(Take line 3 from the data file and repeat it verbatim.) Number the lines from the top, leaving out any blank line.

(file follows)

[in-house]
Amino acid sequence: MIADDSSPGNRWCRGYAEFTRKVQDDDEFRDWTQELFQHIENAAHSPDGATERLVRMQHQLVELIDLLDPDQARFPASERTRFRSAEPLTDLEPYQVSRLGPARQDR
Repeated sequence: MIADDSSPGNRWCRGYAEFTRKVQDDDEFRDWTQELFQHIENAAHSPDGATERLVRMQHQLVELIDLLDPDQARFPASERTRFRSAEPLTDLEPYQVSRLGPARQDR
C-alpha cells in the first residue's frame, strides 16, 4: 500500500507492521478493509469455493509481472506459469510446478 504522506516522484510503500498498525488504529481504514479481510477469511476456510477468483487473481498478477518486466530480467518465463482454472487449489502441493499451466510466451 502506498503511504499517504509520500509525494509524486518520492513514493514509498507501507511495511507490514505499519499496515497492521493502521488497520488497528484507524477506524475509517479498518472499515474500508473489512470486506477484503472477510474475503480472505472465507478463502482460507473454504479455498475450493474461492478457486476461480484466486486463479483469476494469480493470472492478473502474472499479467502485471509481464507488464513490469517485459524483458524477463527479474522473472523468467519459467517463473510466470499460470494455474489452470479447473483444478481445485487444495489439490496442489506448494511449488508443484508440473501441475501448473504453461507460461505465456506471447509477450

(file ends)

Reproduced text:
Repeated sequence: MIADDSSPGNRWCRGYAEFTRKVQDDDEFRDWTQELFQHIENAAHSPDGATERLVRMQHQLVELIDLLDPDQARFPASERTRFRSAEPLTDLEPYQVSRLGPARQDR